Why are male nurses looked down on? - page 6
I am a female nursing student but I dont understand why male nurses are looked down on. They are human beings too.... Read More
Jul 18, '08Quote from gonzo1I won't disagree that it provides some balance, but it's a bit unfair to say the more men the better in nursing. I think there needs to be more balanced females, in my opinion - more females who are less catty, angry, judgmental, histrionic, gossipy, feeling competitive with other females (eating their young)... I could go on and on about what should change about many females in this profession.... which is why I like the balance that males can bring (and also those females) that are easy-going and not egotistical (like me!) - makes work that much more tolerable...I have worked with many male nurses and respect 99.8 percent of them. Probably better ratio than some of the female nurses I work with. The more men in nursing the better. They add a much needed perspective on sooo many issues. They are an asset.
Jul 18, '08Quote from RN34TXwhenever I've had younger male patients (20's) - if there's a cath involved, I always ask if they'd like a male nurse - many have said they'd rather have a guy - and I don't want to embarass them, for whatever their reasons may be - unless it's the guy who's in so much pain and needs a cath, they end up not caring in the least. I don't want to put a younger man in that position of having a female of the same age or generation and to feel uncomfortable and not feel as though they can ask for a male nurse... if there is one available. Just as the younger male nurse taking care of a female of around the same age or generation not wanting to make them uncomfortable and to offer the same sex nurse for a personal procedure...Heck no.
They'd be laughed at right out of the room upon requesting such a thing.
Men aren't supposed to feel things like modesty and most certainly aren't supposed to feel intimidated or threatened by women seeing them exposed.
In fact, they shouldn't complain and should instead be enjoying the attention according to our current cultural standards.
Jul 18, '08Quote from RN34TXon that note - I walked past two of my ER docs (who are fantastic docs) gawking at this CNA who was wearing some low rider type scrub pants that were TIGHT - and just as I walked by, I noticed where they were gawking and they each said something to the other about what they'd do to that... I was horrified and pretended not to notice - only to wonder if they do that about all of the females there.... and the comments that are made by a handful of these docs to some of the female nurses (who play into this).... just further seperates and divides.......But that's my point. Not all women want male doctors and that's fine.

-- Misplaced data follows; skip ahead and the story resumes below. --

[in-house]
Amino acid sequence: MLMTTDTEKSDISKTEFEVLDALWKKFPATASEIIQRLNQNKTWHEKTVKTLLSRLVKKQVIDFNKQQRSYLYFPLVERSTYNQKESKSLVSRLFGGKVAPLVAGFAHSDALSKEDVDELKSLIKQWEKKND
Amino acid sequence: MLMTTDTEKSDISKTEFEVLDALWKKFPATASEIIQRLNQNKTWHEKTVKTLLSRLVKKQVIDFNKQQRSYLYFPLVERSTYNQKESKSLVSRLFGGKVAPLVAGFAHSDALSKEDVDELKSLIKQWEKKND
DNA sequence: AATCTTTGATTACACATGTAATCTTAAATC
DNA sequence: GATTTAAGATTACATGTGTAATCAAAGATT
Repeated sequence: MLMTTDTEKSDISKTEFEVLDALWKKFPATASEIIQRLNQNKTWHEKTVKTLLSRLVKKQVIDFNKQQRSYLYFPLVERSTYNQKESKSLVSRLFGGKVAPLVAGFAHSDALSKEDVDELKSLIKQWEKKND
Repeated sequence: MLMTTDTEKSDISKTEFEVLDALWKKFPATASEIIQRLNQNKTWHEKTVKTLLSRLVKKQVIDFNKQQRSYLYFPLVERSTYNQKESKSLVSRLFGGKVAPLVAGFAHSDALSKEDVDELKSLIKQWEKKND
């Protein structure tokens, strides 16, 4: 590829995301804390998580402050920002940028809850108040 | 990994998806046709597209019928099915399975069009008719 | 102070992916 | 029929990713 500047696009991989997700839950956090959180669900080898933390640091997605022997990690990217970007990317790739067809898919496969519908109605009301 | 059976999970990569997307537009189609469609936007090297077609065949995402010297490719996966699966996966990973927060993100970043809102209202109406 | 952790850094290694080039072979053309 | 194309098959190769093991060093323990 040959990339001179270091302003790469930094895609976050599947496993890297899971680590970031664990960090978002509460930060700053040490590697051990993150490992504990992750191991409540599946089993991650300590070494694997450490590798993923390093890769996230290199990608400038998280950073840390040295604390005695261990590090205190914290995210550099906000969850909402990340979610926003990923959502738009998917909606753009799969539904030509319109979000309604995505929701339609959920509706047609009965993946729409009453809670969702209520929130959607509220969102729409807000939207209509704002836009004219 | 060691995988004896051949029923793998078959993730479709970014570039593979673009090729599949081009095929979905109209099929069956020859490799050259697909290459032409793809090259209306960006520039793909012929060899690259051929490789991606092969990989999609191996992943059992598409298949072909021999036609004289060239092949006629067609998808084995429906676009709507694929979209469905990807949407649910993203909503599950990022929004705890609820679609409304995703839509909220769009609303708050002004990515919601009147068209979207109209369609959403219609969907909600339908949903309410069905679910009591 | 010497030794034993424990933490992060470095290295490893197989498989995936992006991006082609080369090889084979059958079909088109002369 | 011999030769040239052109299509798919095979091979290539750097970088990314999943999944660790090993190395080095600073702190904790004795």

It makes sense to me if a female patient is uneasy with males period for her own reasons.
But to be perfectly ok with a male examining you or seeing you exposed as long as he is a doctor but not ok if it's a male nurse is the double standard I'm talking about.
If you don't want men taking care of you, fine.
But don't make exceptions for physicians because you are lulled under the false impression that just because they have more education, autonomy, authority, etc. that they somehow are above seeing female patients as sexual objects and/or being inappropriate.
And as far as people seeing them as father figures goes, well that just makes the whole thing even more absurd, bizarre, and twisted.
They are no more or less men than a male nurse is.
Over the years, I've heard plenty of MD's make inappropriate comments about female patients and colleagues alike.
Male MD's are not immune to this. They are still men with the same hormones and sexuality as a male nurse.
Professionalism is an individual thing, not a gender thing.